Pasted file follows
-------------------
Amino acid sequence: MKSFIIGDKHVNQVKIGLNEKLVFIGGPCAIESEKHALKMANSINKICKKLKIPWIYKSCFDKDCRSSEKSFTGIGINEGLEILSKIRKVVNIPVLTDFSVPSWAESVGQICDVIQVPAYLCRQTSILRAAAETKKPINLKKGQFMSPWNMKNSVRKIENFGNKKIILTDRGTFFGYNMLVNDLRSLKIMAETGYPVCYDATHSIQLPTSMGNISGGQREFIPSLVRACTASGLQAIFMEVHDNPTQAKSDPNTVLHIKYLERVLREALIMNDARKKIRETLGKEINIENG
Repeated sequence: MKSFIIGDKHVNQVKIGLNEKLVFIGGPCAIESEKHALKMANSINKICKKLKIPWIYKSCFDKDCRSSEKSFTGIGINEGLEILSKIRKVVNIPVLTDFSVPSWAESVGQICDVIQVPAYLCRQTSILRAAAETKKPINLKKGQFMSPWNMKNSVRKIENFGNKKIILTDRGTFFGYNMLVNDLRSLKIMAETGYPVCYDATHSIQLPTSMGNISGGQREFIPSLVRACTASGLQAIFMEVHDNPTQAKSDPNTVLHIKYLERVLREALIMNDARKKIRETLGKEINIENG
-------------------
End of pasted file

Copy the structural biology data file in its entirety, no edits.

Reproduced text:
Amino acid sequence: MKSFIIGDKHVNQVKIGLNEKLVFIGGPCAIESEKHALKMANSINKICKKLKIPWIYKSCFDKDCRSSEKSFTGIGINEGLEILSKIRKVVNIPVLTDFSVPSWAESVGQICDVIQVPAYLCRQTSILRAAAETKKPINLKKGQFMSPWNMKNSVRKIENFGNKKIILTDRGTFFGYNMLVNDLRSLKIMAETGYPVCYDATHSIQLPTSMGNISGGQREFIPSLVRACTASGLQAIFMEVHDNPTQAKSDPNTVLHIKYLERVLREALIMNDARKKIRETLGKEINIENG
Repeated sequence: MKSFIIGDKHVNQVKIGLNEKLVFIGGPCAIESEKHALKMANSINKICKKLKIPWIYKSCFDKDCRSSEKSFTGIGINEGLEILSKIRKVVNIPVLTDFSVPSWAESVGQICDVIQVPAYLCRQTSILRAAAETKKPINLKKGQFMSPWNMKNSVRKIENFGNKKIILTDRGTFFGYNMLVNDLRSLKIMAETGYPVCYDATHSIQLPTSMGNISGGQREFIPSLVRACTASGLQAIFMEVHDNPTQAKSDPNTVLHIKYLERVLREALIMNDARKKIRETLGKEINIENG